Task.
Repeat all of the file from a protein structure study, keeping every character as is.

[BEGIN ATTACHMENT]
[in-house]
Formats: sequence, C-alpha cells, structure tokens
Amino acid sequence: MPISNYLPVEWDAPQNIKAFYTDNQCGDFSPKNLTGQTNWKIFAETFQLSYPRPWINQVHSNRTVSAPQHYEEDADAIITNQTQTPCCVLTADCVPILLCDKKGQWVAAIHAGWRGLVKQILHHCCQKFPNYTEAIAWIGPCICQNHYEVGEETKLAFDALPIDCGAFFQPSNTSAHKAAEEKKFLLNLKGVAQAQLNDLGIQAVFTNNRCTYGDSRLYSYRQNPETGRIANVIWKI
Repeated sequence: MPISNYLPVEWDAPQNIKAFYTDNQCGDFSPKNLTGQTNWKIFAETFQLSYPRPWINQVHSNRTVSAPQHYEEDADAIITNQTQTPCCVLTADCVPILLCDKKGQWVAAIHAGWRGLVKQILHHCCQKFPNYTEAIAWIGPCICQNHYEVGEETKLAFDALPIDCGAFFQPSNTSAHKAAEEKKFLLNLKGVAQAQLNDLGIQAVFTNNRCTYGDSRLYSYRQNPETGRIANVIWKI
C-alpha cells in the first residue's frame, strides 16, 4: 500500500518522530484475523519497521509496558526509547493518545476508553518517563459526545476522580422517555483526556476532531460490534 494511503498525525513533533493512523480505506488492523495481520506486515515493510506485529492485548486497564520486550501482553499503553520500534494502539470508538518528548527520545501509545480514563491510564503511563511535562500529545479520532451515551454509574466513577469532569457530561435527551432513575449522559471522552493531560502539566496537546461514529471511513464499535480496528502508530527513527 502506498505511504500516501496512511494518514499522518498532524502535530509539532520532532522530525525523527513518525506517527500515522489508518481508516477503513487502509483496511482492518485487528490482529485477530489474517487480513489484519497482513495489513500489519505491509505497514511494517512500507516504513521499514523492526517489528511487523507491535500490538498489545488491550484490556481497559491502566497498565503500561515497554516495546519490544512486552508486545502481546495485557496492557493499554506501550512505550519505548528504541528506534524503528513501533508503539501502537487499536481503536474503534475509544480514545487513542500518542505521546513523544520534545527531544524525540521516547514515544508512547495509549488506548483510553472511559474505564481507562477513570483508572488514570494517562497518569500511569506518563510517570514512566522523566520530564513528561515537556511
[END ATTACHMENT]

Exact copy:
[in-house]
Formats: sequence, C-alpha cells, structure tokens
Amino acid sequence: MPISNYLPVEWDAPQNIKAFYTDNQCGDFSPKNLTGQTNWKIFAETFQLSYPRPWINQVHSNRTVSAPQHYEEDADAIITNQTQTPCCVLTADCVPILLCDKKGQWVAAIHAGWRGLVKQILHHCCQKFPNYTEAIAWIGPCICQNHYEVGEETKLAFDALPIDCGAFFQPSNTSAHKAAEEKKFLLNLKGVAQAQLNDLGIQAVFTNNRCTYGDSRLYSYRQNPETGRIANVIWKI
Repeated sequence: MPISNYLPVEWDAPQNIKAFYTDNQCGDFSPKNLTGQTNWKIFAETFQLSYPRPWINQVHSNRTVSAPQHYEEDADAIITNQTQTPCCVLTADCVPILLCDKKGQWVAAIHAGWRGLVKQILHHCCQKFPNYTEAIAWIGPCICQNHYEVGEETKLAFDALPIDCGAFFQPSNTSAHKAAEEKKFLLNLKGVAQAQLNDLGIQAVFTNNRCTYGDSRLYSYRQNPETGRIANVIWKI
C-alpha cells in the first residue's frame, strides 16, 4: 500500500518522530484475523519497521509496558526509547493518545476508553518517563459526545476522580422517555483526556476532531460490534 494511503498525525513533533493512523480505506488492523495481520506486515515493510506485529492485548486497564520486550501482553499503553520500534494502539470508538518528548527520545501509545480514563491510564503511563511535562500529545479520532451515551454509574466513577469532569457530561435527551432513575449522559471522552493531560502539566496537546461514529471511513464499535480496528502508530527513527 502506498505511504500516501496512511494518514499522518498532524502535530509539532520532532522530525525523527513518525506517527500515522489508518481508516477503513487502509483496511482492518485487528490482529485477530489474517487480513489484519497482513495489513500489519505491509505497514511494517512500507516504513521499514523492526517489528511487523507491535500490538498489545488491550484490556481497559491502566497498565503500561515497554516495546519490544512486552508486545502481546495485557496492557493499554506501550512505550519505548528504541528506534524503528513501533508503539501502537487499536481503536474503534475509544480514545487513542500518542505521546513523544520534545527531544524525540521516547514515544508512547495509549488506548483510553472511559474505564481507562477513570483508572488514570494517562497518569500511569506518563510517570514512566522523566520530564513528561515537556511